Red River College offers free training to boost COVID-19 testing for teachers

The new micro-credential will train professionals in the health and sciences fields how to administer a dedicated COVID-19 rapid test.

Program open to professionals in health and sciences fields

A pipette, above, is fitted with a special filtered tip, below, which is changed out for every COVID-19 test. (Submitted by Jeffrey Marcus)

The province of Manitoba and Red River College are launching a new free program in January to train health professionals in rapid testing for COVID-19.

The new micro-credential will train professionals in the health and sciences fields how to administer a dedicated COVID-19 rapid test. The province is also launching a dedicated COVID-19 rapid testing service pilot for Winnipeg teachers in 2021, according to a Wedneday news release.

"Our government's number one priority in the face of this pandemic is to protect Manitobans and halt the spread of this deadly virus," Premier Brian Pallister said in the release.

"With the launch of this new micro-credential, Manitoba will be well-positioned to support the creation of targeted rapid testing initiatives to protect our front-line workers and the Manitobans they care for."

Students will use the Songbird Hyris bCUBE and other rapid tests in the new Laboratory Essentials for COVID-19 Testing micro-credential program.

Red River College's new Laboratory Essentials for COVID-19 Testing micro-credential program is set to start on Jan. 4, 2021. (Brett Purdy/CBC)

The program will be free for qualified applicants with a science background or that have lab experience, such as:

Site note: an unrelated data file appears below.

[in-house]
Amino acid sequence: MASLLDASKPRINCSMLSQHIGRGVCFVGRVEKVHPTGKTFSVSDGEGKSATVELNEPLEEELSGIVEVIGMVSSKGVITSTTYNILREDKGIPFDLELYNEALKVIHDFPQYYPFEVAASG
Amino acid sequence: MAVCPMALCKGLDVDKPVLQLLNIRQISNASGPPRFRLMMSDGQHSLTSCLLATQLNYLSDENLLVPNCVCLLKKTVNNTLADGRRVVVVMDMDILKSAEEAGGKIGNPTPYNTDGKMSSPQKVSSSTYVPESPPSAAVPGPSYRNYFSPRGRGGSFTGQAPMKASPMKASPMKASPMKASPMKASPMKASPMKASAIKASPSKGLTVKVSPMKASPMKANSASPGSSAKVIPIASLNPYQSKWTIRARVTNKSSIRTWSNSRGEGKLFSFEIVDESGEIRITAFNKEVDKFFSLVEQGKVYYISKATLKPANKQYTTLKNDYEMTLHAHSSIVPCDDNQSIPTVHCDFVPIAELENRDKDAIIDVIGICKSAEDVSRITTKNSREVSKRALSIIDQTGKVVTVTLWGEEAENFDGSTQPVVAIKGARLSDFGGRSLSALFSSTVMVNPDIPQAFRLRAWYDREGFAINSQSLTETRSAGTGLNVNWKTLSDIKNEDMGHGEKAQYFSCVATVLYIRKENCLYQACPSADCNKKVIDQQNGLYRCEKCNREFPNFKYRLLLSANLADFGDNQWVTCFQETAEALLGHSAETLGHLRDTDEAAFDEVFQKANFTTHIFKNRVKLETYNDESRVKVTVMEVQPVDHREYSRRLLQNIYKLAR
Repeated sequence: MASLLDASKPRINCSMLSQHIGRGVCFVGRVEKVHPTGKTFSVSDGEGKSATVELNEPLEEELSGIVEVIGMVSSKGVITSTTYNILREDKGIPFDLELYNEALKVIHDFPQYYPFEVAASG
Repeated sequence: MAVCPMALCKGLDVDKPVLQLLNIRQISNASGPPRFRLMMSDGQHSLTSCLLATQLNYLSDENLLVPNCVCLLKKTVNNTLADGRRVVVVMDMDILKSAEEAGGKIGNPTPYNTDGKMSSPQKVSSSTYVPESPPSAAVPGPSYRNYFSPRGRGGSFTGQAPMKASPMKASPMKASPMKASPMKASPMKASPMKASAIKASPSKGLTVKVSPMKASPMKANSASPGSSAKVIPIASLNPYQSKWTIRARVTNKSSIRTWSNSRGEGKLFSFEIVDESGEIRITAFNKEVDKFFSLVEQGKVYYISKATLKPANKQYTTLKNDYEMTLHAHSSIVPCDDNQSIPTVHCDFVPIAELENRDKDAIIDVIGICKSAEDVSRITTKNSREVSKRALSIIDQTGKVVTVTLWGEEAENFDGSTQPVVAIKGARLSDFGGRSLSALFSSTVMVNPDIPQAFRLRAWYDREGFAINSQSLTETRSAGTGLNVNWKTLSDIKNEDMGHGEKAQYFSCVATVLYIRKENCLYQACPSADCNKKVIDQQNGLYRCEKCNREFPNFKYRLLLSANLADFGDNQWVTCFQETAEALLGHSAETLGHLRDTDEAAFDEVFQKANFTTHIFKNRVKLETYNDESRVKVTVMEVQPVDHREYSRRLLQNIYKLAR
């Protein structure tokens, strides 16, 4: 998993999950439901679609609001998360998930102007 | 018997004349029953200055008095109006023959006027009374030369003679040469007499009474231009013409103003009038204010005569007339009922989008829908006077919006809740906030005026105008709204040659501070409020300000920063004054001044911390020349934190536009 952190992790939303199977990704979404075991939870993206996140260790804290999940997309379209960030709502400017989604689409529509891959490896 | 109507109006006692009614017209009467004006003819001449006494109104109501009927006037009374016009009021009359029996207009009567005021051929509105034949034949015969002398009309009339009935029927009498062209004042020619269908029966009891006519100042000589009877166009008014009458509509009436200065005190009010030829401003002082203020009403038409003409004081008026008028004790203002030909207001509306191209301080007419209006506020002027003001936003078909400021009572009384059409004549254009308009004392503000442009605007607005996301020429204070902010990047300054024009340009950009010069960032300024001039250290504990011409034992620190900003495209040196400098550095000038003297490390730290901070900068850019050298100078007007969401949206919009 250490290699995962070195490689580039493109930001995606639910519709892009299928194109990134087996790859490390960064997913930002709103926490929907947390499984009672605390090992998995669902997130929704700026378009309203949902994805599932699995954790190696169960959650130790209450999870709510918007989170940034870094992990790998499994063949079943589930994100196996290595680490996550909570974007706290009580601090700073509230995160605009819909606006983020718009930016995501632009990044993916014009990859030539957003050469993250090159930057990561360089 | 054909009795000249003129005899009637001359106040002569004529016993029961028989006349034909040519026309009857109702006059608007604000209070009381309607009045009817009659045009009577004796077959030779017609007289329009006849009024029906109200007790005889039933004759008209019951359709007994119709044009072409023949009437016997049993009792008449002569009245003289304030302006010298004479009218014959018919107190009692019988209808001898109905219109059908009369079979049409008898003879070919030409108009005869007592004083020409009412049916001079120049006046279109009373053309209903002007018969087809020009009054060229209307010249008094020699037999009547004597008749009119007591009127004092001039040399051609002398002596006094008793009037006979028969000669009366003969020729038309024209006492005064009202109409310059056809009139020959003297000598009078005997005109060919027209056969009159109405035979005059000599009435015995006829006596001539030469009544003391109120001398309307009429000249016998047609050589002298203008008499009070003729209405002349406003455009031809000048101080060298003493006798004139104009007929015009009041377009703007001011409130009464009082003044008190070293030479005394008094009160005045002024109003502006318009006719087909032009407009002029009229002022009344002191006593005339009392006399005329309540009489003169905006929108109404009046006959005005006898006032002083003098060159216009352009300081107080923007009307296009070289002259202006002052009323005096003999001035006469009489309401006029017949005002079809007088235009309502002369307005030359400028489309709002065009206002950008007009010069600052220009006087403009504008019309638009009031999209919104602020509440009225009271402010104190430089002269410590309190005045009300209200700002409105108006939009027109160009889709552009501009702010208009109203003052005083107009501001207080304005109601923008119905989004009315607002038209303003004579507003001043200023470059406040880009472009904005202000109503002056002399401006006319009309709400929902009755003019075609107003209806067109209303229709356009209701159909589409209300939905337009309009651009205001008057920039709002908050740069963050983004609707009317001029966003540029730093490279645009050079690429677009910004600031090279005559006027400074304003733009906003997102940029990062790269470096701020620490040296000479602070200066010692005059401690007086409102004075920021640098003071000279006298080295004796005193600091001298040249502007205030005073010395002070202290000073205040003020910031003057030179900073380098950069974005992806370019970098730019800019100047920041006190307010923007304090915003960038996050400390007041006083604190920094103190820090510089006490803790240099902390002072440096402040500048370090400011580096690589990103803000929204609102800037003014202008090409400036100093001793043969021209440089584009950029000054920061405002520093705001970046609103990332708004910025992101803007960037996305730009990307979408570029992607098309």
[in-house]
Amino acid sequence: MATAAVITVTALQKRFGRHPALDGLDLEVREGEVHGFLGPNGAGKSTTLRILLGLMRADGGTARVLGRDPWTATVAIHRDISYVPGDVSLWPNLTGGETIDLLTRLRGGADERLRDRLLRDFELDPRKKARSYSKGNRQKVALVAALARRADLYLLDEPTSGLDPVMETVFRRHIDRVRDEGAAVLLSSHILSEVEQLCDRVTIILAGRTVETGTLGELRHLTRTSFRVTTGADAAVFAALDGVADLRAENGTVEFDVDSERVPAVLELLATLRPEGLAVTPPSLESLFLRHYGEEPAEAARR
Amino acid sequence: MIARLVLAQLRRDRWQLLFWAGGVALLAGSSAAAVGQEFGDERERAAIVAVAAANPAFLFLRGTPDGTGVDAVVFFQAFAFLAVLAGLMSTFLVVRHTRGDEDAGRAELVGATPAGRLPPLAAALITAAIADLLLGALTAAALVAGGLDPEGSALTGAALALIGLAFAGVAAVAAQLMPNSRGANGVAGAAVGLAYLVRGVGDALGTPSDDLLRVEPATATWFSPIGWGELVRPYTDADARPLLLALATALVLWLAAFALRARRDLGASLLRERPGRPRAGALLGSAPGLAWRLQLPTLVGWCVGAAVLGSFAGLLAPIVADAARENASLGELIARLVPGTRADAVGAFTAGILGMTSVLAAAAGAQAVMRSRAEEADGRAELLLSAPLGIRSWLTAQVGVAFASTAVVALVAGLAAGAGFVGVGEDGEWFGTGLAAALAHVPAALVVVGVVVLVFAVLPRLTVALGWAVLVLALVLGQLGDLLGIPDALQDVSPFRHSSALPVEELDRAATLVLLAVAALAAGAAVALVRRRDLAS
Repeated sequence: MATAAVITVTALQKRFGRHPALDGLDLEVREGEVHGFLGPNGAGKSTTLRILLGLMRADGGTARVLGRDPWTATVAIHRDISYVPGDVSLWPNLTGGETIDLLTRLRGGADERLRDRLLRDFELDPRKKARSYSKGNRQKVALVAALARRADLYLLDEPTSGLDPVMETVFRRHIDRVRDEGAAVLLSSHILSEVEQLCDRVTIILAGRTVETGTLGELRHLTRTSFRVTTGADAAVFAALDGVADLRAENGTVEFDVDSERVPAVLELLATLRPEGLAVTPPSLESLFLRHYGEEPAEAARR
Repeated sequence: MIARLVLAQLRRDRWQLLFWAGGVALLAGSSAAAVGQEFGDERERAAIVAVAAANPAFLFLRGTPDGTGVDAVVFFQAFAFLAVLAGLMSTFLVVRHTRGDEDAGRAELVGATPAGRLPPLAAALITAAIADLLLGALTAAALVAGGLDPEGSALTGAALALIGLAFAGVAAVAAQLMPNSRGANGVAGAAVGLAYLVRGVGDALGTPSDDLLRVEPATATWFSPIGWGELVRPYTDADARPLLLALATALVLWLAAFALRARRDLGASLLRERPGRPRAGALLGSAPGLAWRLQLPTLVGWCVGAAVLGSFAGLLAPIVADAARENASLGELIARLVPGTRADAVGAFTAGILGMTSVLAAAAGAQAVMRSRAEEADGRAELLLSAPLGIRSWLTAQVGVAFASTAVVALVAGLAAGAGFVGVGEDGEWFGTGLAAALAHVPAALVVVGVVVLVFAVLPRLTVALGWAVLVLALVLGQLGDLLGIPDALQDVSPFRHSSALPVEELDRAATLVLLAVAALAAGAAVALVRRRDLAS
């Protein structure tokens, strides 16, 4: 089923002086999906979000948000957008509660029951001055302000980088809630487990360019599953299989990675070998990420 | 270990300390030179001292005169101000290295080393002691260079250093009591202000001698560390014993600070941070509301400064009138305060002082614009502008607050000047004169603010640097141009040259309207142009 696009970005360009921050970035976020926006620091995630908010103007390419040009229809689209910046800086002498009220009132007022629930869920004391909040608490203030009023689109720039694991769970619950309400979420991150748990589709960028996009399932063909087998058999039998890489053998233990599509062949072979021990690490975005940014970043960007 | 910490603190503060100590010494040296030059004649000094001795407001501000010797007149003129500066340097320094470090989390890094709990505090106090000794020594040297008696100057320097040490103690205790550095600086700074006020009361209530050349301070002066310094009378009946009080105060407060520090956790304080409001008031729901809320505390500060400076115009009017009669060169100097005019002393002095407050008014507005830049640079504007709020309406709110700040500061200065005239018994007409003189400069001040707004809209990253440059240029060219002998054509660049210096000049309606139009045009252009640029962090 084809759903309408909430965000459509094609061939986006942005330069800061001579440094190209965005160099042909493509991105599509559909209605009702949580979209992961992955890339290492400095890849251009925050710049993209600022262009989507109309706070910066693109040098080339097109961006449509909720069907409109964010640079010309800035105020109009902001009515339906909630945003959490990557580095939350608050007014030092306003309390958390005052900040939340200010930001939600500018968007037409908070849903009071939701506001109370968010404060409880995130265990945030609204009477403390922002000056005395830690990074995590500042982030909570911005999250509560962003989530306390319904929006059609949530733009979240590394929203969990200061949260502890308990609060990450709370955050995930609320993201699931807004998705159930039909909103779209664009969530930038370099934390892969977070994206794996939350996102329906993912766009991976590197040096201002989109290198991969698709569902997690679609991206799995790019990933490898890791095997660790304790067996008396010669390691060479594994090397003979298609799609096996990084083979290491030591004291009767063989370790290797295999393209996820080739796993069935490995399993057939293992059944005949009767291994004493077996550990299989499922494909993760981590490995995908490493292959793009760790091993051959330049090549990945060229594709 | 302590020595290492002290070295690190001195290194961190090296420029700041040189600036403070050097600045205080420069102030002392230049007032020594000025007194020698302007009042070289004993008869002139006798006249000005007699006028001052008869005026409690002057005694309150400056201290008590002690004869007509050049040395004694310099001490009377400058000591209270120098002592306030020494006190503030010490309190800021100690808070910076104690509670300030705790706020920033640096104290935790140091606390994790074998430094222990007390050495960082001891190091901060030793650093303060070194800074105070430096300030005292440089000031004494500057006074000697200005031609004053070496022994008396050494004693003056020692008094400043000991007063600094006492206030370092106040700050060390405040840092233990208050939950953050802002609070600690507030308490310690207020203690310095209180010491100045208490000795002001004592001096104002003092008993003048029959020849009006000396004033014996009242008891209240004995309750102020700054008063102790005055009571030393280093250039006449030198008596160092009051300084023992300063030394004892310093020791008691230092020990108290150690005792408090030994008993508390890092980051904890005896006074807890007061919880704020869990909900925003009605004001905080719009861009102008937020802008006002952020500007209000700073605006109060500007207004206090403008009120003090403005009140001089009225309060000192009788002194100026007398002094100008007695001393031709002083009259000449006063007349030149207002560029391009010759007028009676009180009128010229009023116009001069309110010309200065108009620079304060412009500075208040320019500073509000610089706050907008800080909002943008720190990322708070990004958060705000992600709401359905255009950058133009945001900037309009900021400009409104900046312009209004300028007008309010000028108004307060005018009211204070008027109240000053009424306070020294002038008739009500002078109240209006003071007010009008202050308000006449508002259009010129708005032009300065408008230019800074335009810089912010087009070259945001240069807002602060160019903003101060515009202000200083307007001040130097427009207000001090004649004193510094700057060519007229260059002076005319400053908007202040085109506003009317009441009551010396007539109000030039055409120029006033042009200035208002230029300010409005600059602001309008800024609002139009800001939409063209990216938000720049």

• Medical laboratory assistants or technicians with laboratory-related work experience.
  • Graduates of a science or chemical and biosciences technology program.
  • Graduates of a pharmaceutical manufacturing program.
  • Graduates with a bachelor of science degree (eligible majors/minors: biology, biochemistry, biomedical sciences, chemistry, microbiology or zoology). 

Applicants that have experience working with pipetting may also be considered.

Beginning on Jan. 4, 2021, the first group of students taking the micro-credential program will receive 11 hours of instruction taught over five days (including six hours of theory and a five-hour lab).

"The micro-credentials Red River College has created in response to the COVID-19 pandemic generate more opportunities for professionals with the necessary experience to leverage their existing training, while updating and enhancing their skills to align with current provincial  health-care demands," Fred Meier, the president and CEO of Red River College, said in Wednesday's news release.


Orinthia Babb is a reporter with CBC News. She was also an associate producer with CBC Manitoba's current affairs department. Contact her via email: